Chibok as political football – Nigerian Tribune

More than two months after the callous abduction of a yet to be determined number (the most common figure in the media is 276) of young schoolgirls from Government Secondary School, Chibok, Borno State, by Boko Haram insurgents, we are no closer to fashioning a strategy that will ensure their rescue from their abductors. At home and abroad, the kidnapping and the Federal Government’s all too familiar glacial response have elicited widespread outrage, energising a slumbering civil society. At the same time, several Western governments (including the United States, Britain, and Australia) have volunteered technical and military support to complement the rescue efforts of the Nigerian military and the police. So far, none of these efforts has borne any fruits, heightening the fears of the parents of the abducted girls that they may never be reunited with their children.
Our hearts go out to these parents in their time of sorrow, and it is our fervent wish that before long, their prayers and those of millions of Nigerians who wish to see this crisis resolved timeously will be answered. For this to happen, it is important that there is no letup in pressure on the Federal Government to produce the girls. Peaceful protests and every legal means in the repertoire of civil society must be deployed to ensure that this uniquely tragic incident is not swept under the carpet, and that the authorities enjoy no rest until the girls are brought back.

This is why we find recent attempts by certain individuals to play politics with the Chibok girls’ kidnapping particularly regrettable. In the past week alone, the West African Examinations Council (WAEC) has traded barbs with the government of Borno State on the latter’s alleged failure to respond to a letter demanding that the girls be moved to a safe location in the state capital; the Secretary to the Borno State Government, Baba Ahmed Jidda, has had a volatile exchange with the National Chairman of the People’s Democratic Party (PDP, Alhaji Adamu Ahmed Muazu; former President Olusegun Obasanjo claimed that he had a direct line to the Islamic militants, but the only thing stopping him from initiating contact is the absence of a green light from the Federal Government. Last but not least, and in a comment typical of the rambling demagoguery which has characterised his most recent public statements, former leader of the Niger Delta Peoples Volunteer Force (NDPVF), Mujahid Dokubo-Asari, claimed in a newspaper interview that no kidnapping has occurred, and that it is all a ploy designed to discredit the Jonathan government by its northern enemies.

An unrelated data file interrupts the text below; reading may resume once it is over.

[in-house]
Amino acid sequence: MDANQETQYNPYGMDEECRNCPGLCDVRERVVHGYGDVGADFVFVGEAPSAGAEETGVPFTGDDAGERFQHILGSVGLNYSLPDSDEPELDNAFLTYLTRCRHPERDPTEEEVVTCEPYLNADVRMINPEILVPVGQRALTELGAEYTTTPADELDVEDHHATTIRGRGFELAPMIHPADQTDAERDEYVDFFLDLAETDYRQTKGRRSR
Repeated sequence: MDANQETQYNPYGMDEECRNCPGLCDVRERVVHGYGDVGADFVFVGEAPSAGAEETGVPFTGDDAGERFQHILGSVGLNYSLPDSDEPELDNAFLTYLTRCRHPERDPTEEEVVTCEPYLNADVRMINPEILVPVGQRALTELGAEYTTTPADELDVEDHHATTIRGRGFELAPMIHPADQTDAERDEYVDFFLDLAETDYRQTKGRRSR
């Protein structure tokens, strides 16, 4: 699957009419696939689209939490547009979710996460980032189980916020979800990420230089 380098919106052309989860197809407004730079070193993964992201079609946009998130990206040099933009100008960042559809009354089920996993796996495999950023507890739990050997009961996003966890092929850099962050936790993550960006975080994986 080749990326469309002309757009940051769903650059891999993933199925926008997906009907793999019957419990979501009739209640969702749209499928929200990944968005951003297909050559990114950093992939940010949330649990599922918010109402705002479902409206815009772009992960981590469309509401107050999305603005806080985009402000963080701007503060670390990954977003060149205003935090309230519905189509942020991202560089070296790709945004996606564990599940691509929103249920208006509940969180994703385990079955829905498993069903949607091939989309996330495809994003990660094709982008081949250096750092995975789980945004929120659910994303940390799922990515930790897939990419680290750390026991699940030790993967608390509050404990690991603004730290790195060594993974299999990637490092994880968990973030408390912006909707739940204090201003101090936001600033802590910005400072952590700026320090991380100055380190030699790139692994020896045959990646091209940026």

It is difficult to see how any of these advances the conversation on national security and state sovereignty that the kidnapping has fortuitously provoked, or takes us a step closer to finding the girls and bringing them back home. As the leader of the Nigerian State, President Goodluck Jonathan has political enemies. This is natural. But to suggest that a heart-rending incident for which perpetrators have claimed responsibility, and which the Federal Government itself freely admits to, is somehow a ruse strung together to denigrate the same government, is the height of irresponsibility, and those who started and continue to circulate this fact-resistant ‘argument’ should bury their heads in shame. They hurt no one but their own reputation, and the feelings of the poor parents of the abducted girls.

The temptation to turn the abduction of the Chibok girls into a game of football is not limited to the Federal Government or its supporters. Members of the opposition, while correctly laying the blame at the door step of the Jonathan administration, often fail to properly historicise the issues of lack of infrastructure, chronic social disinvestment, and institutional poverty that the crisis has thrown up.

To politicise the Chibok girls’ abduction in this way is to kidnap them twice, and to insensitively plunge a dagger into the hearts of their parents and guardians. The girls and their parents deserve better. And so do all Nigerians. What we need right now is a concerted effort to bring back the girls. For their sake- and their parents’- we cannot afford to waver.

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